Green and white teas as health-promoting foods

Food Funct. 2021 May 11;12(9):3799-3819. doi: 10.1039/d1fo00261a.


Tea is one of the most consumed beverages around the world and as such, it is constantly the object of novel research. This review focuses on the research performed during the last five years to provide an updated view of the current position of tea regarding human health. According to most authors, tea health benefits can be traced back to its bioactive components, mostly phenolic compounds. Among them, catechins are the most abundant. Tea has an important antioxidant capacity and anti-inflammatory properties, which make this beverage (or its extracts) a potential aid in the fight against several chronic diseases. On the other hand, some studies report the possibility of toxic effects and it is advisable to reduce tea consumption, such as in the last trimester of pregnancy. Additionally, new technologies are increasing researchers' possibilities to study the effect of tea on human gut microbiota and even against SARS CoV-2. This beverage favours some beneficial gut microbes, which could have important repercussions due to the influence of gut microbiota on human health.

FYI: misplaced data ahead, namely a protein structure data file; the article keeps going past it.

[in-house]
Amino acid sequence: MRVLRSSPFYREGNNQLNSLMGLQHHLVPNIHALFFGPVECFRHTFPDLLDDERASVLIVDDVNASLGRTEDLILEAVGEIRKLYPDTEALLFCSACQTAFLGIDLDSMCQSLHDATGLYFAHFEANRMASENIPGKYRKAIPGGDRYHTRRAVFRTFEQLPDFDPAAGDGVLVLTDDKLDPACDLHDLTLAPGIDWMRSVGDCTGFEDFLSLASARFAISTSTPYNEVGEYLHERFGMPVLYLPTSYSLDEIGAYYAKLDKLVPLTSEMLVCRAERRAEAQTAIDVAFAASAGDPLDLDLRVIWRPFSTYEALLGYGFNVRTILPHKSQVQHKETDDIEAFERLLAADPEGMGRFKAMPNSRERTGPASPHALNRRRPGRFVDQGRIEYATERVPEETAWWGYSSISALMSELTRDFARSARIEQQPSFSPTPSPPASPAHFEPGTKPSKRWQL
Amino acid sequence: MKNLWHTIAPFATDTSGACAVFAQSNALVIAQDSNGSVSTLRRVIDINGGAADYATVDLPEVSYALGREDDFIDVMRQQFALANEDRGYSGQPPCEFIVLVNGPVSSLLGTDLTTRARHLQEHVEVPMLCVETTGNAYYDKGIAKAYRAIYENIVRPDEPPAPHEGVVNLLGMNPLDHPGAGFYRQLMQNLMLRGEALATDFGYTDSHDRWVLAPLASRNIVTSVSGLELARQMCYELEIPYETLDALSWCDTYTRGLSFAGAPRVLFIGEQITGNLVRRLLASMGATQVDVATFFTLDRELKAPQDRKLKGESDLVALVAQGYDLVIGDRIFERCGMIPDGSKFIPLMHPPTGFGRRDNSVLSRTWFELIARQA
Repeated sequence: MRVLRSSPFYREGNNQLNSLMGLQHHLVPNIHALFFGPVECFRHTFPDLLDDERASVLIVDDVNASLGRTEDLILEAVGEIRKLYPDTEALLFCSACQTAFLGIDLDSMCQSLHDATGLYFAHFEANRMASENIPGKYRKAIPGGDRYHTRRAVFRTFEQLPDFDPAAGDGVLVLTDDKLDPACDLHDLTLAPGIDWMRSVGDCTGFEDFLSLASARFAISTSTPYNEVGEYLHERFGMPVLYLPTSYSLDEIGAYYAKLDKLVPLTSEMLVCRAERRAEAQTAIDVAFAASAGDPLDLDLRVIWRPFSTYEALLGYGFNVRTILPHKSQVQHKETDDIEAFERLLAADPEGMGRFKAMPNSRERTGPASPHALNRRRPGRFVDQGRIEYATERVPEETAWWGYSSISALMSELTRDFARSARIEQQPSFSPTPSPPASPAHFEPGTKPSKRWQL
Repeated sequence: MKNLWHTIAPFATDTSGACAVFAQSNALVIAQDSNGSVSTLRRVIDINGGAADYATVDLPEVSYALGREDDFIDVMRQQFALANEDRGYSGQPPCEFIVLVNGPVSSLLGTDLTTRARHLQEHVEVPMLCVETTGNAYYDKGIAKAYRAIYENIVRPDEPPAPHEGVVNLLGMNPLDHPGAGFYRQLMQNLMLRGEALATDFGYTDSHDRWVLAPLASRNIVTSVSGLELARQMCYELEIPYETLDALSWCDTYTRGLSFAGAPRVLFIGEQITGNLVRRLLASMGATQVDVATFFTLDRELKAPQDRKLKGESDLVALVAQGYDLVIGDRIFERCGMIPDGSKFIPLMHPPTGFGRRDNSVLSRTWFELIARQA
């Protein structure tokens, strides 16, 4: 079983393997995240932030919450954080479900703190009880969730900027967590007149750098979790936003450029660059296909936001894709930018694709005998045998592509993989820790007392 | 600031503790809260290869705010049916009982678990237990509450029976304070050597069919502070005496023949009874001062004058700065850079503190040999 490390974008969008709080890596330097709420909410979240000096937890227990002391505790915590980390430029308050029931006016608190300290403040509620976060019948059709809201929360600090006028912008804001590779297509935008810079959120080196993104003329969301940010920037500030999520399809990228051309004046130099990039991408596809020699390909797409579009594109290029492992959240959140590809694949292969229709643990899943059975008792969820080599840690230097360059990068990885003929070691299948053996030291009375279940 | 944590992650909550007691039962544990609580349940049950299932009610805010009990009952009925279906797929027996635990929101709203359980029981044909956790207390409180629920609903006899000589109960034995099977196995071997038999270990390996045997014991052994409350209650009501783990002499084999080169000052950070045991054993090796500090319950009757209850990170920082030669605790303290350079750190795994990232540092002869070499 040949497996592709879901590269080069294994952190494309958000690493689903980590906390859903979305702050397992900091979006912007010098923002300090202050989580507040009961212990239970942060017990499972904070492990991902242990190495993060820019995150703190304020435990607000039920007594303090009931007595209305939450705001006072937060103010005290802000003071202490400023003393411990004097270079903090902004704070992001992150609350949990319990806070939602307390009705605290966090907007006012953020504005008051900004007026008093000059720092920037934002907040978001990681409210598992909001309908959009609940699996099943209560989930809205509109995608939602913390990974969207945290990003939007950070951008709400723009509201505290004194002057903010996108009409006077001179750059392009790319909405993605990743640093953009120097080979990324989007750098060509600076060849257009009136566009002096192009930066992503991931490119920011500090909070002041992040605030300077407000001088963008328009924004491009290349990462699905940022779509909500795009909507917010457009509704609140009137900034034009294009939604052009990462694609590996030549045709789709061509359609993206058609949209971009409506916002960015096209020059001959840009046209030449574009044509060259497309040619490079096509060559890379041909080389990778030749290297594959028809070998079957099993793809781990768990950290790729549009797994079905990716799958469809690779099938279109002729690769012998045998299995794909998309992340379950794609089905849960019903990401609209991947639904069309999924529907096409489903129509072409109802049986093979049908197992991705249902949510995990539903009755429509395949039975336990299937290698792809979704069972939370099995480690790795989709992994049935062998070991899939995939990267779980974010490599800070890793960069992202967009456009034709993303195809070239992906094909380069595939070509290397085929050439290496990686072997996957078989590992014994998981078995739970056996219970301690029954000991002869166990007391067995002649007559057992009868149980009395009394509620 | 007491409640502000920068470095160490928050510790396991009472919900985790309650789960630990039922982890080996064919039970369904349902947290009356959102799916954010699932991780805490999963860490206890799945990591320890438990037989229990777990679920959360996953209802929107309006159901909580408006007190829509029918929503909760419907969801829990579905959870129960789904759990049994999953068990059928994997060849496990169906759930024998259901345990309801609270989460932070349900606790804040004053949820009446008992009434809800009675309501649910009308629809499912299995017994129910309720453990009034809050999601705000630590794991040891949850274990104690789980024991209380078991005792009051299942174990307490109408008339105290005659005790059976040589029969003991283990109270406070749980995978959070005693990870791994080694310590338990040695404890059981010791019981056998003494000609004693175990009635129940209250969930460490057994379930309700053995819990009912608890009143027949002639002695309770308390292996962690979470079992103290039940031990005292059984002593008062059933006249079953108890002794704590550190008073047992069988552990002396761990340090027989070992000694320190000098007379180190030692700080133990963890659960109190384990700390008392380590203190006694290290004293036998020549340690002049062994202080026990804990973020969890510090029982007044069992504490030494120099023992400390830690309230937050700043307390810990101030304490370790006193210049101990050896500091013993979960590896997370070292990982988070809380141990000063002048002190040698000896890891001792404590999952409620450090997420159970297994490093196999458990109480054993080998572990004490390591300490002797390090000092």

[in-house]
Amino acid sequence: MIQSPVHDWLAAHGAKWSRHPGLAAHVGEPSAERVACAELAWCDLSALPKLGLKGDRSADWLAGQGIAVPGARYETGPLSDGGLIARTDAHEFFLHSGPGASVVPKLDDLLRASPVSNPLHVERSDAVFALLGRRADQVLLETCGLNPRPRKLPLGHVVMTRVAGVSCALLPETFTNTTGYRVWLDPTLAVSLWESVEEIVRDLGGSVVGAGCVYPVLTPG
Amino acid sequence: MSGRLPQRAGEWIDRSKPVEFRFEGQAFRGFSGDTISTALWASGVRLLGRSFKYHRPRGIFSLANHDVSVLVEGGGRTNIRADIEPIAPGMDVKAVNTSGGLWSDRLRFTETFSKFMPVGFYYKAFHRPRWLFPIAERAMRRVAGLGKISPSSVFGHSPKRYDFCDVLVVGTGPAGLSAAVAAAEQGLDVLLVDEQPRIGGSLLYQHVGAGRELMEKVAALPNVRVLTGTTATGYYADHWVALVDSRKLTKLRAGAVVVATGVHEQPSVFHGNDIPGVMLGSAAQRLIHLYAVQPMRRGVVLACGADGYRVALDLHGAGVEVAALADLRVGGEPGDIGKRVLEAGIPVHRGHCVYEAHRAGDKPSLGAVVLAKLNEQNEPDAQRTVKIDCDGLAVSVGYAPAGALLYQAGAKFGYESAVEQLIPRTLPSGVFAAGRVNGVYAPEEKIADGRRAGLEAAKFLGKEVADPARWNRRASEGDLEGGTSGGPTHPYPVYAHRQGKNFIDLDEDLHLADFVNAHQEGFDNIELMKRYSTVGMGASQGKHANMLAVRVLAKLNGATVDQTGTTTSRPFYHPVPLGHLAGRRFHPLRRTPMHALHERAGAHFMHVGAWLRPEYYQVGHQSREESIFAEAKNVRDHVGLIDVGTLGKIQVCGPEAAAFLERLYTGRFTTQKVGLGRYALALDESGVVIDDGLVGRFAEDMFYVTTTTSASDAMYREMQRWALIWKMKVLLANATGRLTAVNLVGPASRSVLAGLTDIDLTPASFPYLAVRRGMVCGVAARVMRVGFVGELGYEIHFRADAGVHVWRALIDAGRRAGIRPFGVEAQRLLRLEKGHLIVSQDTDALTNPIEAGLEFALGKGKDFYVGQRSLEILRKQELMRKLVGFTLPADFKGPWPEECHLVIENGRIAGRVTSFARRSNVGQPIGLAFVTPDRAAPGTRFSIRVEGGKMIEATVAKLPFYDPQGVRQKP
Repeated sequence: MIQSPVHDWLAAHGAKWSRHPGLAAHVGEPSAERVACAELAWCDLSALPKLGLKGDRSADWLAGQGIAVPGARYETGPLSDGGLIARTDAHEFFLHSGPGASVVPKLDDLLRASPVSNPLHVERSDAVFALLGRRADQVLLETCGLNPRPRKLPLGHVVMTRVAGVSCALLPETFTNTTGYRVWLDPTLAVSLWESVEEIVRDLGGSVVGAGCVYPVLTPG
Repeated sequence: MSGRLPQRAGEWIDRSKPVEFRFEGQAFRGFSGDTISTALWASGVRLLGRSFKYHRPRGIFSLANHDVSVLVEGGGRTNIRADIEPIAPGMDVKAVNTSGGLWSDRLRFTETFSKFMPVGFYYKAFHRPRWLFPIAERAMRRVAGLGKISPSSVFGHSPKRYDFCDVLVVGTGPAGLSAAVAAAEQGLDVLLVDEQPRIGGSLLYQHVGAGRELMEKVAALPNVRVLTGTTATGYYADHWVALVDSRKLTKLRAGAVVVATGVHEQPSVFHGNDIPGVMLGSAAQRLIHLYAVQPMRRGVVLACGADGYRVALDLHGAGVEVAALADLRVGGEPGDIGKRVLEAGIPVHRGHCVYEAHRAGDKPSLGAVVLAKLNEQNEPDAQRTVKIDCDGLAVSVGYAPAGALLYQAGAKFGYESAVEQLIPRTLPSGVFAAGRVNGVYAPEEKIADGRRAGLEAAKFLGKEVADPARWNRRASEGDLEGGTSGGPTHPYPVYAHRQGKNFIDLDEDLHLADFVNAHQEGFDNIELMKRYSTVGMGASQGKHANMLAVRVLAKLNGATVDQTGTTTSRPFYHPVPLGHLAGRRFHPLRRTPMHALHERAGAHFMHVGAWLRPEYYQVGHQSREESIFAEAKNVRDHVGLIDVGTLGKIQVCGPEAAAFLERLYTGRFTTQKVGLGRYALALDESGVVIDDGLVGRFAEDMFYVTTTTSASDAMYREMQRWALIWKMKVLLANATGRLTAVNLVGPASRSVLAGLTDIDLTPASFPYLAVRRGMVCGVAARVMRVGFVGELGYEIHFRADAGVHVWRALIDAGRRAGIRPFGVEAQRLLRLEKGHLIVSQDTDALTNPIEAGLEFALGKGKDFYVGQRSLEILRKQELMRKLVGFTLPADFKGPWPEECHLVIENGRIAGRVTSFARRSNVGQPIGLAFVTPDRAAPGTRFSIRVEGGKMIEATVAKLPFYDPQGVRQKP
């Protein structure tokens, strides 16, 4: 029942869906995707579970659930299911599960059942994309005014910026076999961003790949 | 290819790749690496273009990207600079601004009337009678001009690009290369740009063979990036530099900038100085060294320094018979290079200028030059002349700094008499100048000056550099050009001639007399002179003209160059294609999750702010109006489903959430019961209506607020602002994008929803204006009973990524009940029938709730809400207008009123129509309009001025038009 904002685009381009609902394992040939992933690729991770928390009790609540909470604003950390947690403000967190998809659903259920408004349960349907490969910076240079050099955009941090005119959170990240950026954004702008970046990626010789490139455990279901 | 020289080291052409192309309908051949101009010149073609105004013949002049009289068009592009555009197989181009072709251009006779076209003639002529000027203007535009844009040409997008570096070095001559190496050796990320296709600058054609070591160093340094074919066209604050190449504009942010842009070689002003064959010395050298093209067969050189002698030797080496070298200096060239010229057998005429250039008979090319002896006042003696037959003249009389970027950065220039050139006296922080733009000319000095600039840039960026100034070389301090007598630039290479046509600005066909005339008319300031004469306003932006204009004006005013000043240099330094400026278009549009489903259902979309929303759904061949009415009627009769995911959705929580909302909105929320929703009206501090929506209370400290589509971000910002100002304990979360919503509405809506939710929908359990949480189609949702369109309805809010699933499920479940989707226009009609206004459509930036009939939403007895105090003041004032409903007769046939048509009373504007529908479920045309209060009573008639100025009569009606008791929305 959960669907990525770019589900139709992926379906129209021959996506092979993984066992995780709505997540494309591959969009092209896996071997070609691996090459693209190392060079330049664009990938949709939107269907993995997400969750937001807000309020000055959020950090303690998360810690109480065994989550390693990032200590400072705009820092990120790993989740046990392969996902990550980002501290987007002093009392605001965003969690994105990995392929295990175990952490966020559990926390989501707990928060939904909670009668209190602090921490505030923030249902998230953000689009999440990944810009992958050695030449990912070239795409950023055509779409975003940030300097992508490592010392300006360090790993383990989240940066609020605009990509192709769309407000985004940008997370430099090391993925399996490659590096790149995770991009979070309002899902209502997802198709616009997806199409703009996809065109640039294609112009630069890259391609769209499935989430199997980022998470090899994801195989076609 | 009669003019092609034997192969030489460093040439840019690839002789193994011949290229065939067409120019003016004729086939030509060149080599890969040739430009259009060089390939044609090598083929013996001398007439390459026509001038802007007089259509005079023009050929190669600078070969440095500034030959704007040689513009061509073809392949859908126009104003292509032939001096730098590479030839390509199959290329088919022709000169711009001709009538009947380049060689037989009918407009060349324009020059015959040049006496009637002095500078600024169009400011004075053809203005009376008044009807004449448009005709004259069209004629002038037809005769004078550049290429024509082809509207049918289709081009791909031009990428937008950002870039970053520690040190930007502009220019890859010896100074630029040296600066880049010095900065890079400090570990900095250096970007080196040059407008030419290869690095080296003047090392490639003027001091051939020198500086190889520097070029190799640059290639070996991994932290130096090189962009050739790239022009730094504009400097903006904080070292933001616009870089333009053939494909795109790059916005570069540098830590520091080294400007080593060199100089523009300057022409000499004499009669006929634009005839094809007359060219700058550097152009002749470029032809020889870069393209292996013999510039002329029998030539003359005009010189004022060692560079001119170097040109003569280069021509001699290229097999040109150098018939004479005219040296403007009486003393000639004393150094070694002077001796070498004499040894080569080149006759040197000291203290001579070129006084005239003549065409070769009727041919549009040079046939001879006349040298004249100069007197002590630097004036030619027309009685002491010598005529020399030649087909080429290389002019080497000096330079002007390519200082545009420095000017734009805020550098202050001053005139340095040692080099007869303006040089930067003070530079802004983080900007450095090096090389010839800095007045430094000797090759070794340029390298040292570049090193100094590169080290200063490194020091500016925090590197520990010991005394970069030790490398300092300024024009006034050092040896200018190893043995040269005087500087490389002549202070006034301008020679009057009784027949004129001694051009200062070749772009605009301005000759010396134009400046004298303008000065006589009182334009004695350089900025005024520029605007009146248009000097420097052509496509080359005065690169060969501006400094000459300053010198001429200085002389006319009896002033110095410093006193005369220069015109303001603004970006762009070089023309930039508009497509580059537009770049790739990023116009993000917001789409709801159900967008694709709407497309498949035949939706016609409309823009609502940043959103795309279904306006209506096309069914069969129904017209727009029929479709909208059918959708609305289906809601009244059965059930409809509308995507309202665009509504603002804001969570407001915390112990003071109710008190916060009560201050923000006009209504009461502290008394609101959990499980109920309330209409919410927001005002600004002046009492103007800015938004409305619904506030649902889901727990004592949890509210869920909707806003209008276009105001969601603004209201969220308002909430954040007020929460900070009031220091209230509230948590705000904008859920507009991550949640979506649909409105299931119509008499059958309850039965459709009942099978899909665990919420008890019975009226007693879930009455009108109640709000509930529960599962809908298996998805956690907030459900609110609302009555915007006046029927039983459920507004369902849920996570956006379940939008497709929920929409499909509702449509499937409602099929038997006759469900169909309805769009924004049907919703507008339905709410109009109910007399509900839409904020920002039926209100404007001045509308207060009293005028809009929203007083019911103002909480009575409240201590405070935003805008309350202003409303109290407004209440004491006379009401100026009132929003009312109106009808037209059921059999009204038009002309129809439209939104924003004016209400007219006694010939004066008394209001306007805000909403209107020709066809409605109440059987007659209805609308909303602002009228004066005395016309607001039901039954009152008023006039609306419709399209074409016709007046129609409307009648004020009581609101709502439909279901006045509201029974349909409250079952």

Publication types

  • Review

MeSH terms

  • Antioxidants / analysis
  • Beverages / analysis
  • Cardiovascular Diseases / drug therapy
  • Catechin / analysis
  • Health Behavior*
  • Humans
  • Hypertension / drug therapy
  • Obesity / drug therapy
  • Phenols / analysis
  • Phytochemicals / pharmacology
  • Plant Extracts / chemistry
  • Plant Extracts / pharmacology*
  • Tea*


  • Antioxidants
  • Phenols
  • Phytochemicals
  • Plant Extracts
  • Tea
  • Catechin